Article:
Wednesday, May 31, 2017

Bio Poetry

I read about this form of poetry where you come up with a few facts about yourself and turn them into  poem.  I put a little twist on that!

I asked everyone to come up with six adjectives to describe themselves.  Then I asked them to use those adjectives to write a poem about a fairy.  I love the thoughtfullness!

Saturday, May 27, 2017

Making Natural Dyes

I always think of fairies using everything found in nature to live.  So we decided to be like fairies during our study of them and use things we found in nature to dye some embroidery floss for embroidering some dishtowels.

The girls had to figure out the process for dying with natural items and then go collect what they needed.  They collected various flower petals, leaves, bark and onion skins.

They tried two different techniques ... boiling water with alum and then steeping the natural items and floss and they also tried keeping the items at a boil until they got the color they wanted.  They rinsed some of their floss after dying and not others to get varying colors.  And they crushed up some of their items and left others whole.

They created some really beautiful colored floss and also made some great observations about what works well for dying and what does not and made some guesses and did some research as to why.

Fairy House Trail Hike Millburn, NJ

We are very lucky to have a fairy house trail so nearby and we took a beautiful hike along the Rahway Trail in Millburn, NJ to see what kinds of things had been built for the fairies as an inspiration for creating our own fairy trail near our home.

Observing Growth (Of a Bean)

I love all of the fairy stories about how fairies help nature along, like helping seeds grow into plants.  But I thought it would be a fun idea to actually watch one really grow.  

We used a broadbean seed. Not sure if you can use other kinds but this is what I heard to use and it certainly puts on a show!  You roll up a bunch of paper towels into a loose but full tube and insert the roll into a glass jar.  Then slide a seed about halfway down.  We did one on each side.  Then fill the jar with about an inch of water and put somewhere sunny.  Check the jar everyday and add water when the paper towels start to dry out.

In a few days our beans started to sprout.  We have been able to observe them at all different stages from the bean just started to break open to one with a root system starting and the beginnings of a stem.     

The kids keep telling me they have planted and watched seeds grow every year of their educational life but I think secretly they thing it's kind of cool to watch the whole think happen from the under-the-dirt perspective.  I do!

Monday, May 22, 2017

Fairies Curriculum

Fairies might not seem very educational at first glance but there is a lot of great stuff inspired by or related to fairies.... nature, Shakespeare, Elizabethan England.  And well, fairies have always been a part of our lives!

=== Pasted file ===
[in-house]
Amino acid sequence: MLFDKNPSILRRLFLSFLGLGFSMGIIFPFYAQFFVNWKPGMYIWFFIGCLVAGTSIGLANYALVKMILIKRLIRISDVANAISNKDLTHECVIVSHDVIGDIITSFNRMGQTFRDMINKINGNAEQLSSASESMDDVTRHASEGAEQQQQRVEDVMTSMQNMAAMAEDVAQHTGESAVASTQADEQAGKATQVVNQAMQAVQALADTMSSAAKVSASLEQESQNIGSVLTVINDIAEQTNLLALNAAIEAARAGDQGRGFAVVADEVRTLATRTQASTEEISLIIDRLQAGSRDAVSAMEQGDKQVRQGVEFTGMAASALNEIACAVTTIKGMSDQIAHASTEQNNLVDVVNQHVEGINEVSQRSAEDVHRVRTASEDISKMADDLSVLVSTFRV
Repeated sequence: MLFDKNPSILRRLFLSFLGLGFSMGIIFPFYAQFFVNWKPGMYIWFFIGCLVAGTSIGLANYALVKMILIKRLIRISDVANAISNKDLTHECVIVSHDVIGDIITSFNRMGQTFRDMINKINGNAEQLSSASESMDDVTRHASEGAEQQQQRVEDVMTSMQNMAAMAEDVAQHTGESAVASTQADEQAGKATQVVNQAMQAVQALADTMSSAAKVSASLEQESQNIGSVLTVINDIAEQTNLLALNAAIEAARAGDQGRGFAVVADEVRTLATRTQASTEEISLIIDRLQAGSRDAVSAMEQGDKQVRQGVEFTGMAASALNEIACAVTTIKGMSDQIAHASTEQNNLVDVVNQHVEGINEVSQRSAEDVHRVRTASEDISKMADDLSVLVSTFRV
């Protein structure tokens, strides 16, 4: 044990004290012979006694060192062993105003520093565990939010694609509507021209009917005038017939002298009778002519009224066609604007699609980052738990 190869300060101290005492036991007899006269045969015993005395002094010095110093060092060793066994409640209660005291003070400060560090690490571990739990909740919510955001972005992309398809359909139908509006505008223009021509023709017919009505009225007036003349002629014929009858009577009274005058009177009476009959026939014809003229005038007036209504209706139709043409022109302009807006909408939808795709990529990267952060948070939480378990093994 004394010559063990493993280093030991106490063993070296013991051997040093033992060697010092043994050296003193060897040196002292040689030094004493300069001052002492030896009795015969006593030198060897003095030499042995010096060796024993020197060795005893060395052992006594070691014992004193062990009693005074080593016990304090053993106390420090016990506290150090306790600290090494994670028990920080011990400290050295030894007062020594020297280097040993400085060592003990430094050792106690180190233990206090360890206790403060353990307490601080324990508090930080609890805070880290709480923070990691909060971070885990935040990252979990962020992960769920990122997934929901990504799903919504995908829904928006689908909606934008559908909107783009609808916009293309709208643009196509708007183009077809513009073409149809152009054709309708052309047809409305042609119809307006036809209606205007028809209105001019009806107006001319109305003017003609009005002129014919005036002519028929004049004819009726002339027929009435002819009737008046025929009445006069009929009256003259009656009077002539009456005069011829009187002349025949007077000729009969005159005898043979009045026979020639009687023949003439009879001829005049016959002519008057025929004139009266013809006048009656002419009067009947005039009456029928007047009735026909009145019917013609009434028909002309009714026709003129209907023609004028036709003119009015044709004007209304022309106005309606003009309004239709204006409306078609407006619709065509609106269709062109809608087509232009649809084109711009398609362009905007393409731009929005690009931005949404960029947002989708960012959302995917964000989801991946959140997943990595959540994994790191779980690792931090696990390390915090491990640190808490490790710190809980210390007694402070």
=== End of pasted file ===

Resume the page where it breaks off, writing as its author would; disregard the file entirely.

Social Studies and Culture
Learn about Shakespeare, the author of the great fairy-tale, "A Midsummer's Night Dream".  

Take an online course about midsummer religion, folklore and traditions.


Write a fractured fairy story.  

Create a persuasive ad selling a product to fairies.

Write a fairy inspired poem.

Book Club

Read "A Midsummer's Night Dream" (and a few other "Shakespeare Can Be Fun!" books) together.

Read and discuss an article on the Cottingley Fairies.  Then watch FairyTale: A True Story, a movie about the incident.

Reading List

Wings : a fairy tale   Baker, E. D.
Fairy lies   Baker, E. D
Saving Hamlet   Booth, Molly
Wicked lovely   Marr, Melissa
The lost queen   Jones, Frewin
Romeo and/or Juliet : a chooseable-path adventure   North, Ryan/ Shakespeare, William
How to ditch your fairy   Larbalestier, Justine
The two loves of Will Shakespeare : a novel   Lawlor, Laurie
The sisters Grimm : Book one, fairy-tale detectives   Buckley, Michael
The Sisters Grimm. Book two : the unusual suspects   Buckley, Michael
The radiant road : a novel   Catmull, Katherine
Fairy houses   Kane, Tracy
Fragile eternity   Marr, Melissa
Shakespeare's daughter   Hassinger, Peter
Ink exchange   Marr, Melissa
The tempest [graphic format]   Appignanesi, Richard
The faerie path   Jones, Frewin

Learn about flowers and seasons.

Science Project
Research, design, plan and build 3 fairy houses and install them on a local trail.

Scientific Observations
Watch a seed grow.

Learn to fold an origami flower.

Scientific Exploration

Create a terrarium.

Explore different ways to dye thread with natural dyes for an embroidery project.

Explore different techniques to create a fairy hoax photo.

Learn to loom knit a baby animal nest.

Field Trips
Watch "A Midsummer Night's Dream", "Twelfth Night" and "Finding Neverland".

Hike a fairy trail.

Attend a production of "A Midsummer Night's Dream".

Building a Rube Goldberg Machine

We are studying technology this month and one of the things about technology that I find important to know is that you are basically building a set of steps to get something to execute your instructions.  That takes understand what you want the output to be, what you need the inputs to be and the what steps you might need to take along the way.

I thought a Rube Goldberg contraption would be a fun way to thing in that way.  "A Rube Goldberg machine is a deliberately complex contraption in which a series of devices that perform simple tasks are linked together to produce a domino effect in which activating one device triggers the next device in the sequence."

It was great watching them each identify what they wanted to have happen and then work backwards to get the result they wanted using the materials they were given and to identify what inputs they needed to get the thing started.